Former CDF prefect charged with driving under influence

A Prefect Emeritus of the Congregation for the Doctrine of the Faith has been charged in Hawaii with driving under the influence.

Cardinal William Levada, 79, was stopped at about midnight on August 20 on the state’s Big Island.

A police spokeswoman said the cardinal was pulled over after a Kona patrol officer saw him driving erratically.

Cardinal Levada was driving a 2015 Nissan Altima and was alone in the car at the time.

He was reportedly on vacation with priest friends when the arrest occurred.

After he was charged, he was released from police custody after posting US$500 bail.

The cardinal is required to appear in Kona District Court on September 24.

“I regret my error in judgment. I intend to continue fully cooperating with the authorities,” Cardinal Levada said in an email statement issued on August 24 by San Francisco archdiocese.

When asked how the archdiocese handles situations like this, spokesman Michael Brown said that in this specific case, “‘punishment’ is not a factor”.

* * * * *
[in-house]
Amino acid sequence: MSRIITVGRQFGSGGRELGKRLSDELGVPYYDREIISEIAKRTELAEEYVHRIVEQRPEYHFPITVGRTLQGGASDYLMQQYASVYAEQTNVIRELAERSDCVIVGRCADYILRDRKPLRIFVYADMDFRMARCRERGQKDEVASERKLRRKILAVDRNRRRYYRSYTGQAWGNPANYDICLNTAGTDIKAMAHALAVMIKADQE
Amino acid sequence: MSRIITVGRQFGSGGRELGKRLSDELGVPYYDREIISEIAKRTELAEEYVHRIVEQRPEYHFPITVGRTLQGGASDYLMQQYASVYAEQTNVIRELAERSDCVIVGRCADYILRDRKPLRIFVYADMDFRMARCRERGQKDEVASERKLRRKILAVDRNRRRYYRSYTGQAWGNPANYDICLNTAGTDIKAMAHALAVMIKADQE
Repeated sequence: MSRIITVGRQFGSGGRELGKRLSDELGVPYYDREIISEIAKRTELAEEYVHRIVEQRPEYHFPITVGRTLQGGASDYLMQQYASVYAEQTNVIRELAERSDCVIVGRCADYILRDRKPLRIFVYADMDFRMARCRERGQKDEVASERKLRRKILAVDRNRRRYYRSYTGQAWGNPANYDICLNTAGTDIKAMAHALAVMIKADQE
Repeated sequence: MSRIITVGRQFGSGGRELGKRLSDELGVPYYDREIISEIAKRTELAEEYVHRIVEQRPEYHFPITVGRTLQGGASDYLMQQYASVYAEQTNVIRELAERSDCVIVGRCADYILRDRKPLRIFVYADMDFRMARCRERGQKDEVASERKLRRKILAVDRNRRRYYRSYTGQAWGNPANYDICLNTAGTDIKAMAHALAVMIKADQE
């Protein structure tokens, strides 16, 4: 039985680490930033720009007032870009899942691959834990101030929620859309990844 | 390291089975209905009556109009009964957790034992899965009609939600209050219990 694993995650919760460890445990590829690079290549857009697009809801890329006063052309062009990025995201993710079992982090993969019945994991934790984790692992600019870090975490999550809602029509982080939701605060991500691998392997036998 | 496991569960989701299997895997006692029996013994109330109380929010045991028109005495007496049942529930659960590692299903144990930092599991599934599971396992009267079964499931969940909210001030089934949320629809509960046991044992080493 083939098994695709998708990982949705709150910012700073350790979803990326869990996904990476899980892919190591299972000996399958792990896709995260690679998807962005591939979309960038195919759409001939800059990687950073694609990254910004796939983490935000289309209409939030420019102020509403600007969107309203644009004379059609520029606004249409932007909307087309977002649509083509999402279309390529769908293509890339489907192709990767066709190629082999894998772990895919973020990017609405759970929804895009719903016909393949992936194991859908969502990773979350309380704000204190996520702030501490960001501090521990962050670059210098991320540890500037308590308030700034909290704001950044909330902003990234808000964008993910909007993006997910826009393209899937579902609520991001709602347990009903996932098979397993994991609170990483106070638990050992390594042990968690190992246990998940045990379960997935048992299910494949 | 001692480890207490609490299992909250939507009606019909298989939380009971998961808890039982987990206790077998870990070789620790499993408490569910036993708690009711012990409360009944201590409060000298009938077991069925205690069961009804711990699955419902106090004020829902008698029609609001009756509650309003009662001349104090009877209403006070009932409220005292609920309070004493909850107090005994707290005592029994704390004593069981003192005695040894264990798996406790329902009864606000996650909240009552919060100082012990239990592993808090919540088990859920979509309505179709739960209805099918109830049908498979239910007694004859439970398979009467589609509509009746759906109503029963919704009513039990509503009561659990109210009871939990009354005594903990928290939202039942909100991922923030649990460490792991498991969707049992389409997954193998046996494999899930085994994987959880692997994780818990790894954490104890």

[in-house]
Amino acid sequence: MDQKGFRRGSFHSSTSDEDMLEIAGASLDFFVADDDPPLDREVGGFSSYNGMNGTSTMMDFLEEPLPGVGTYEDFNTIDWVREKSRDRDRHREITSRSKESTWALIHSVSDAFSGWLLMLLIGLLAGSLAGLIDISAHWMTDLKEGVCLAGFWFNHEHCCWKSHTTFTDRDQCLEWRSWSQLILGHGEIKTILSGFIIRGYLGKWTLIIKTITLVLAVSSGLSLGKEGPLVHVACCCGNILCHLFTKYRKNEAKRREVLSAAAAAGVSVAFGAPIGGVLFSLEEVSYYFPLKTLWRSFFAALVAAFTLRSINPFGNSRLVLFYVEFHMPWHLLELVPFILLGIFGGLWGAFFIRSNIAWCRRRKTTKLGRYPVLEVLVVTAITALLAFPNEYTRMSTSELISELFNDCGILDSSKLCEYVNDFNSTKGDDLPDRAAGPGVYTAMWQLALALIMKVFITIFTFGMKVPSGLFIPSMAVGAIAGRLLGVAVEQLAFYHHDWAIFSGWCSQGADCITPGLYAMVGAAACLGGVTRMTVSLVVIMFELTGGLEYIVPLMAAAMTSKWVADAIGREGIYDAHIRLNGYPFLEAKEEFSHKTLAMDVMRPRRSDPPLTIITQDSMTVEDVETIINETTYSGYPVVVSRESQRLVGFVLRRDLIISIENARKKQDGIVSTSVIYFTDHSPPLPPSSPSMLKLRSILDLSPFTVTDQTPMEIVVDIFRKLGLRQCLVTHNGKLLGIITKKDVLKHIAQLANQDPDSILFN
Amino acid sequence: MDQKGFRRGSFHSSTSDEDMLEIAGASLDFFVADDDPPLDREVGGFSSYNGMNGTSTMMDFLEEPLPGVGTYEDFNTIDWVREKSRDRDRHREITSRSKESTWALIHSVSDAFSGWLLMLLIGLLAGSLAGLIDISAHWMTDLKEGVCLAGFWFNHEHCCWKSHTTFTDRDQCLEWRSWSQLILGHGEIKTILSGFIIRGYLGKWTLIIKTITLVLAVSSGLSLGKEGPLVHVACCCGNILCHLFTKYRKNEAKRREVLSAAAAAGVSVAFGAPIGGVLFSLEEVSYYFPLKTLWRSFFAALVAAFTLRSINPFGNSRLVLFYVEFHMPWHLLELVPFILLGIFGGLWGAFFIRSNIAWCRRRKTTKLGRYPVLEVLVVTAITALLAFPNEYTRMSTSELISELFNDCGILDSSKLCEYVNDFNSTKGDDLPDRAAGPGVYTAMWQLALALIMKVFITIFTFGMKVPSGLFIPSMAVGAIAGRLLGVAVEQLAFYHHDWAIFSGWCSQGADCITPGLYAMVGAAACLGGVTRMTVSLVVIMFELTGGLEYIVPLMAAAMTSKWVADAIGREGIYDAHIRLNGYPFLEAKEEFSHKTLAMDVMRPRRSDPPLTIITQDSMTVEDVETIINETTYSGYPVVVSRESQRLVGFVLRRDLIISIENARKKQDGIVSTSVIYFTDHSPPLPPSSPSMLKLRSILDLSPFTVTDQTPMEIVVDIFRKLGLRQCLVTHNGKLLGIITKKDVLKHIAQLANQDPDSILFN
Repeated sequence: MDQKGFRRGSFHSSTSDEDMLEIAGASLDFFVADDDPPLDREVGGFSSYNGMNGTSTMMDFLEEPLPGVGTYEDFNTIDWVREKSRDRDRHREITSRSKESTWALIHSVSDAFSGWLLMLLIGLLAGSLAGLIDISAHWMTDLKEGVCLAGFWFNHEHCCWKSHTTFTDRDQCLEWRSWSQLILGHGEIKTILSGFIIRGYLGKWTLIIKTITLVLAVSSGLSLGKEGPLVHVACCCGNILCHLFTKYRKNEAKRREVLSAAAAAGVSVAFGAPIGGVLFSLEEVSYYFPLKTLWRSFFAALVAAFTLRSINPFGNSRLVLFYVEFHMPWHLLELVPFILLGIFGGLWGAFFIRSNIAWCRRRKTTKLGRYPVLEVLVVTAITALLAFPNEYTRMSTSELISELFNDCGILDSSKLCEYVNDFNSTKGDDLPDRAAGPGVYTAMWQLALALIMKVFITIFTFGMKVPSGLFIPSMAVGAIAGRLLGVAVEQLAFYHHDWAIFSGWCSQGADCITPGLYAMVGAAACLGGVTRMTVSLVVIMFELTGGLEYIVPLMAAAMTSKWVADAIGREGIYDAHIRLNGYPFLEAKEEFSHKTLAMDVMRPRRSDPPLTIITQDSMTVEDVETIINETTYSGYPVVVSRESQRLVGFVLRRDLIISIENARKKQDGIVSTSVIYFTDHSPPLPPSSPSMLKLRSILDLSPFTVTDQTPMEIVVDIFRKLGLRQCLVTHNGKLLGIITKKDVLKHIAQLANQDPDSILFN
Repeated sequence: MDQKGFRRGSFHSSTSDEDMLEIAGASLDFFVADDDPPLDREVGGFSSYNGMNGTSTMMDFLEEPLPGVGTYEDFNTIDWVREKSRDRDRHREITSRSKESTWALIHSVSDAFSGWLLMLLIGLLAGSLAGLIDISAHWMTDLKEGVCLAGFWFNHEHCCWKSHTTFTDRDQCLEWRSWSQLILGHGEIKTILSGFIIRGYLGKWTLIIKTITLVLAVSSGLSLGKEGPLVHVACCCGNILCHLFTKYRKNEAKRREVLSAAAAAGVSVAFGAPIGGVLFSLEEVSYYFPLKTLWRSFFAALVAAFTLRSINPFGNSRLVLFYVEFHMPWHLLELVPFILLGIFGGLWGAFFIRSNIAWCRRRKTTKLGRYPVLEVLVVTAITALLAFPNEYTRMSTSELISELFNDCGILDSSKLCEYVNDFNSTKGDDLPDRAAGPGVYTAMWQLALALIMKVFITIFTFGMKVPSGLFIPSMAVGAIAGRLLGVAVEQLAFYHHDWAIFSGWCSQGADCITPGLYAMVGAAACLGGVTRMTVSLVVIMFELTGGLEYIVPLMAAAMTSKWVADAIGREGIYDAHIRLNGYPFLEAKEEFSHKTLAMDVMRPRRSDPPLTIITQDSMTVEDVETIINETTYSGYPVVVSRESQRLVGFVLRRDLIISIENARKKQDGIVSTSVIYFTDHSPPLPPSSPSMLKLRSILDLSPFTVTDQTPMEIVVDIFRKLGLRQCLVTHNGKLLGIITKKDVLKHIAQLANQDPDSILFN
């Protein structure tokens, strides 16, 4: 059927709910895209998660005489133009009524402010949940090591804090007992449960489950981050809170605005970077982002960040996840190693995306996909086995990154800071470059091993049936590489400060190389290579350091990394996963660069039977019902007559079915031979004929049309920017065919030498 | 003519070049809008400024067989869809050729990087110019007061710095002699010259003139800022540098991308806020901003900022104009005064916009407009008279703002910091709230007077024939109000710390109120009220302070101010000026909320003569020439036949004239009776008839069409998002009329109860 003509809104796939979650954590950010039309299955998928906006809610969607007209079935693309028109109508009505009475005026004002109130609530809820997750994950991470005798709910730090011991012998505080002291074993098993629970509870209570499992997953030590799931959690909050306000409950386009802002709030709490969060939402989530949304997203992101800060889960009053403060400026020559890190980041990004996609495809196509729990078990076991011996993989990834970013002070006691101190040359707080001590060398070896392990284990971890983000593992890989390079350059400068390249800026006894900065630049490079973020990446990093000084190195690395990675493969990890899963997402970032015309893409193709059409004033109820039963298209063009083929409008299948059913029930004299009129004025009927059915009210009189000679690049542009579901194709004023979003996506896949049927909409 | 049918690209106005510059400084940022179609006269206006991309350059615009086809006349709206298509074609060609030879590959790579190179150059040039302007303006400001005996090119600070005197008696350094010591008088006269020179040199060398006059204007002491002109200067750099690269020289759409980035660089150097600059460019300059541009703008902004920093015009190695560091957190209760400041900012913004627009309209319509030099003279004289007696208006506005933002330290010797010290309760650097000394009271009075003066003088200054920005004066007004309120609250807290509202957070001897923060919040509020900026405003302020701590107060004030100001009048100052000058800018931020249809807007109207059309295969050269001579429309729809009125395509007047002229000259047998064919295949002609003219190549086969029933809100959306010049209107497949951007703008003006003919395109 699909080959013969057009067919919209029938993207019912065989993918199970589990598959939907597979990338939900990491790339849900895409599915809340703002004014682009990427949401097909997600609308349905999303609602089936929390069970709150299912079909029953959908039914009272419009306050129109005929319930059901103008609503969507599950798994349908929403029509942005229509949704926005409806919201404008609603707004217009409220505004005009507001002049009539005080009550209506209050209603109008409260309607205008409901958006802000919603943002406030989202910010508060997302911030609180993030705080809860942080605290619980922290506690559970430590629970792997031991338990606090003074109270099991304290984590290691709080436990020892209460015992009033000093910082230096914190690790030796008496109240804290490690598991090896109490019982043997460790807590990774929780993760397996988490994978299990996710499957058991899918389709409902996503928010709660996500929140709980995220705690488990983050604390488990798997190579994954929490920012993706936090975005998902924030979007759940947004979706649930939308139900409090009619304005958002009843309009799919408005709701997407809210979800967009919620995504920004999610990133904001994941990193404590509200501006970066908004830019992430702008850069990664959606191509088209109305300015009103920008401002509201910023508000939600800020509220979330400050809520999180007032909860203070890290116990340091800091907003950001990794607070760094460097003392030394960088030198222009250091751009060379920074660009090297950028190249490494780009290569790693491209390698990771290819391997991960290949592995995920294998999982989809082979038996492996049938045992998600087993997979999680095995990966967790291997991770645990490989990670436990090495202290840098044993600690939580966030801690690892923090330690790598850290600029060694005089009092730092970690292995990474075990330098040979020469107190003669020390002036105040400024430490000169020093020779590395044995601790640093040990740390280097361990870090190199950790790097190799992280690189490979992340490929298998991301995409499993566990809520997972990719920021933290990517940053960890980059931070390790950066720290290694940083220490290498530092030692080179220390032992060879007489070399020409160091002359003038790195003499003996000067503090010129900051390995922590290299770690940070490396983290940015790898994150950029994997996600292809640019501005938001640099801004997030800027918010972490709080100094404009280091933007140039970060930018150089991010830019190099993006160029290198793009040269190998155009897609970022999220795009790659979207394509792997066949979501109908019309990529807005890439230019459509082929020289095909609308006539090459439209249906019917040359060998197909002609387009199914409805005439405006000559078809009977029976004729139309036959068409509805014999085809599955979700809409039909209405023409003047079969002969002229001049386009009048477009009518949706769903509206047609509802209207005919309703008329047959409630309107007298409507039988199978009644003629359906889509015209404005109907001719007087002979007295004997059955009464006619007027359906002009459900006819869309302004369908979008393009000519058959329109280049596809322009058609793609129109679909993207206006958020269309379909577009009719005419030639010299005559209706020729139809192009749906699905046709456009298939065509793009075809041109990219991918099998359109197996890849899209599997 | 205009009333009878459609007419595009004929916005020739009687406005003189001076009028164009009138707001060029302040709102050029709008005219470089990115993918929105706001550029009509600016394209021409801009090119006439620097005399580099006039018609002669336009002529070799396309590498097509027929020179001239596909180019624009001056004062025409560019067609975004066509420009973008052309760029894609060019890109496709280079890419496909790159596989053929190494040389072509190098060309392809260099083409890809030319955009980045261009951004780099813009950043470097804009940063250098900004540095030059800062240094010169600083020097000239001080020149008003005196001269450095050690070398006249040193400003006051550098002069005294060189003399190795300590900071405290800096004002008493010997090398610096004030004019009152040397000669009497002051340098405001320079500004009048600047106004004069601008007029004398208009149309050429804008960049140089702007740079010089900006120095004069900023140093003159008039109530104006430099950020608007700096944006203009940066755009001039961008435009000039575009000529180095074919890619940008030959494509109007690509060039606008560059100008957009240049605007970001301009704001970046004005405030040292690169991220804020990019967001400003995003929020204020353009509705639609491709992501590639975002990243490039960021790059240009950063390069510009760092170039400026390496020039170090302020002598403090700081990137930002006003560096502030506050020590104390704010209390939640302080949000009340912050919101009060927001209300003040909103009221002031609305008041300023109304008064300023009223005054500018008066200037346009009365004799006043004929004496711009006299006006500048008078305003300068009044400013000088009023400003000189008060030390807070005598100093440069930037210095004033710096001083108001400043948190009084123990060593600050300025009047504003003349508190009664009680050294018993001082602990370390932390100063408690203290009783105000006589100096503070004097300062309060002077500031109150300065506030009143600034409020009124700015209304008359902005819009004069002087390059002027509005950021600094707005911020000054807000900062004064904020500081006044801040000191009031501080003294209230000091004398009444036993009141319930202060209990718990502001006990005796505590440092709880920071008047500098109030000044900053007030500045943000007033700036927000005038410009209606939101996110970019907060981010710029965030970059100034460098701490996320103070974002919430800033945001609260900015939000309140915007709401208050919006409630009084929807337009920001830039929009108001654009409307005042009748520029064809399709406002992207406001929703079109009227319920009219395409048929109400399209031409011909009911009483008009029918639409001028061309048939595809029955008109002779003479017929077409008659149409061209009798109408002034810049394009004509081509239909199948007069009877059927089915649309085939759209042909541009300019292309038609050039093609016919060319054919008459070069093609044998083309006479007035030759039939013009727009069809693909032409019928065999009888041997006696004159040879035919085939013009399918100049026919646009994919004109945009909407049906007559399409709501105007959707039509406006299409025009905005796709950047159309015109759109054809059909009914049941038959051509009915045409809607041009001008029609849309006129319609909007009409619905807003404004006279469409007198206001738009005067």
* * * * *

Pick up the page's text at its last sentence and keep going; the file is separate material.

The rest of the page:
Cardinal Levada is a former archbishop of San Francisco and before that of Portland, Oregon.  He was elevated to cardinal in 2006.

In 2005, Pope Benedict XVI appointed him Prefect of the Congregation of the Doctrine of the Faith, a post he held for seven years.

In 2012, he stepped down from presidencies of the International Theological Commission, the Pontifical Biblical Commission and the Pontifical Commission “Ecclesia Dei”.

He participated in the conclave that elected Pope Francis in 2013.

In June next year, he will turn 80, after which he will not be able to vote in future conclaves to elect popes.


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